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How much tax will I pay on my pension withdrawals?

Here’s everything you need to know about how pension withdrawals are taxed and one way you could reduce your tax bill.

Important notes

This article isn’t personal advice. If you’re not sure whether an investment is right for you please seek advice. If you choose to invest the value of your investment will rise and fall, so you could get back less than you put in.

We all work hard to build up our pension pots over the years, so it’s important you understand how tax works when you start to access your retirement pot. After you take your tax-free cash, pension withdrawals are taxed as income.

In the last three months of 2021, HMRC reportedly returned more than £42 million to around 13,579 pension investors. On average, this means each of these people overpaid around £3,100 in tax on their pension withdrawals until they received their tax rebate.

With taxes rising and the cost-of-living soaring, it’s important that you understand tax rules and don’t pay more than you need to. Here’s everything you need to know about how your pension withdrawals will be taxed - and one way you could reduce your tax bill.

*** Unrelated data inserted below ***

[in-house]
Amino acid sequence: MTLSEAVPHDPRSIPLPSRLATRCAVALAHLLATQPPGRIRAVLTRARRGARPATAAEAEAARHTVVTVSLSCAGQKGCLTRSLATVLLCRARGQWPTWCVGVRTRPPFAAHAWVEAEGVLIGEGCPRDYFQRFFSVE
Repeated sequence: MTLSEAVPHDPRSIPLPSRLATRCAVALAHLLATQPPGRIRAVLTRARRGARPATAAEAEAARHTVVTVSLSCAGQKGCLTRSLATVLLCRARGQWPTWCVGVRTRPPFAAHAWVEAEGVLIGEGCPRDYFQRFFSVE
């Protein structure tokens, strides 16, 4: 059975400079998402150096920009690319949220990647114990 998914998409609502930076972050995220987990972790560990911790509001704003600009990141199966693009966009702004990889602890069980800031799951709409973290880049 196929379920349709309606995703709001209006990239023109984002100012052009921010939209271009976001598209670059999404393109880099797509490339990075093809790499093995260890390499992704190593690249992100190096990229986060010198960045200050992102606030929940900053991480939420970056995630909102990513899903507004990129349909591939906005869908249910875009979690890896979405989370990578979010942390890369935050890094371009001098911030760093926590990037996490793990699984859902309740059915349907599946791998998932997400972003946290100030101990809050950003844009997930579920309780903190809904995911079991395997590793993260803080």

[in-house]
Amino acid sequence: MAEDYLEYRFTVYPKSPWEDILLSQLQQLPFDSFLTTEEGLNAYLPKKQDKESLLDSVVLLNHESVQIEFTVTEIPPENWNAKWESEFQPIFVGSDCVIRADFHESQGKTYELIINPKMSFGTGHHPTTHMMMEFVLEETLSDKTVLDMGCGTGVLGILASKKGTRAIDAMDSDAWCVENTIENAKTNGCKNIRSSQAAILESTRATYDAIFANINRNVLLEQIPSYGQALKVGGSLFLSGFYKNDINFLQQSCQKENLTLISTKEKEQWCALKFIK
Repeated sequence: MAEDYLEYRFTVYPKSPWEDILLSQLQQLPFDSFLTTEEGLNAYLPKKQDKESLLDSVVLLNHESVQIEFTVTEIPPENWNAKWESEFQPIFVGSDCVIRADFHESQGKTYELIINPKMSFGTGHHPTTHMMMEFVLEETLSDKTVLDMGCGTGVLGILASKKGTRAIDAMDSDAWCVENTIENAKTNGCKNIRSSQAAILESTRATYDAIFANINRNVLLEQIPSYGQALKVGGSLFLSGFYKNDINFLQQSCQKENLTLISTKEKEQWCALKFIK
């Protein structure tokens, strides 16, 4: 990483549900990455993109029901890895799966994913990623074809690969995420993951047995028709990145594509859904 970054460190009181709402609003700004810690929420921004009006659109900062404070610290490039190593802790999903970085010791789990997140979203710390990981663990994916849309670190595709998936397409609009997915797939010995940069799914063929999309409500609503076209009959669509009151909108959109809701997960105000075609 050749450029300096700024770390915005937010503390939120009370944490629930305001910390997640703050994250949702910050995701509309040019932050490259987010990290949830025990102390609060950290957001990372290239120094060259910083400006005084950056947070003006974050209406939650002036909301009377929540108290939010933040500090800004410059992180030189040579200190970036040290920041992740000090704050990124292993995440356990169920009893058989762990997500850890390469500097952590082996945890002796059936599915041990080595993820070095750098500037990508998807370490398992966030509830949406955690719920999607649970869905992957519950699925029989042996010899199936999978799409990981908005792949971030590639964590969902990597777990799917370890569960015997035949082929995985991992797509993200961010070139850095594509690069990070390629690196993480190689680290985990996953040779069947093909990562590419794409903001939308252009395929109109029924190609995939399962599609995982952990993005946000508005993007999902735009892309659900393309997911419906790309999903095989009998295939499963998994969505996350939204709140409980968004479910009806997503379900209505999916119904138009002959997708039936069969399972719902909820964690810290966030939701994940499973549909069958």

This article isn’t personal advice. If you’re not sure what’s right for you, ask for financial advice. Pension and tax rules can change, and benefits depend on your circumstances.

How is my pension taxed?

Usually, you can take up to 25% of your pension as tax-free cash once you reach age 55 (rising to 57 in 2028). You can take this as a single payment, or in stages – it depends on what you decide to do with the rest of your pension. The rest of your pension is taxable, and when withdrawn is added to any other income you receive in the same tax year.

If you have a defined benefit (e.g. final salary) pension, the scheme rules will affect how much tax-free cash you can get, and when you can take it.

Taking large or infrequent pension withdrawals could push you into a higher tax band, and mean a hefty tax bill. It’s important you plan for this before making any decisions.

When do you start paying tax?

Most people can earn £12,570 per tax year without having to pay income tax - this is known as your personal allowance. For people earning £100,000 or more the personal allowance of £12,570 is reduced by £1 for every £2 of income above £100,000. For any income above this amount, various tax bands and tax rates apply, rising to 45% tax on income over £150,000. The graph below illustrates the different UK tax bands.

Stacked bar chart demonstrating different tax bands

Find out more about the rules for Scottish taxpayers

Timely pension payments and cumulative tax codes

Most tax codes are applied on a cumulative basis, which means more of your Personal Allowance becomes available as the tax year progresses in equal proportions each month. This makes it important to plan your pension payments carefully, or you might get taxed more that you expect.